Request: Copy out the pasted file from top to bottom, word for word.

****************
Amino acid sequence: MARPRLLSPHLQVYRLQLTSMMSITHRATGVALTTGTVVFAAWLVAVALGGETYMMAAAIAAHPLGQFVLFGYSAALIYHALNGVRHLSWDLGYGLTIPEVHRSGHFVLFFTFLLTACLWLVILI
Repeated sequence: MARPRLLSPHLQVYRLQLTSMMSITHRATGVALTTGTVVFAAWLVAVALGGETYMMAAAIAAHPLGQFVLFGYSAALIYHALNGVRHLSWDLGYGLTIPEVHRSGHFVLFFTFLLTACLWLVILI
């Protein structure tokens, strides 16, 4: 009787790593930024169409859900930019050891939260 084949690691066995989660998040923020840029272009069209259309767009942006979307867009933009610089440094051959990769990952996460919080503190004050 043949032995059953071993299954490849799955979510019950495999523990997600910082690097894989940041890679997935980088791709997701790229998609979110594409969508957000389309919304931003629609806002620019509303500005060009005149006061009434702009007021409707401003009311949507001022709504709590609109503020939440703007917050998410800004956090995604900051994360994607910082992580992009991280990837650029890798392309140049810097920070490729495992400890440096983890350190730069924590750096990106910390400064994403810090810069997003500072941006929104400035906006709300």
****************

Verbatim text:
Amino acid sequence: MARPRLLSPHLQVYRLQLTSMMSITHRATGVALTTGTVVFAAWLVAVALGGETYMMAAAIAAHPLGQFVLFGYSAALIYHALNGVRHLSWDLGYGLTIPEVHRSGHFVLFFTFLLTACLWLVILI
Repeated sequence: MARPRLLSPHLQVYRLQLTSMMSITHRATGVALTTGTVVFAAWLVAVALGGETYMMAAAIAAHPLGQFVLFGYSAALIYHALNGVRHLSWDLGYGLTIPEVHRSGHFVLFFTFLLTACLWLVILI
């Protein structure tokens, strides 16, 4: 009787790593930024169409859900930019050891939260 084949690691066995989660998040923020840029272009069209259309767009942006979307867009933009610089440094051959990769990952996460919080503190004050 043949032995059953071993299954490849799955979510019950495999523990997600910082690097894989940041890679997935980088791709997701790229998609979110594409969508957000389309919304931003629609806002620019509303500005060009005149006061009434702009007021409707401003009311949507001022709504709590609109503020939440703007917050998410800004956090995604900051994360994607910082992580992009991280990837650029890798392309140049810097920070490729495992400890440096983890350190730069924590750096990106910390400064994403810090810069997003500072941006929104400035906006709300």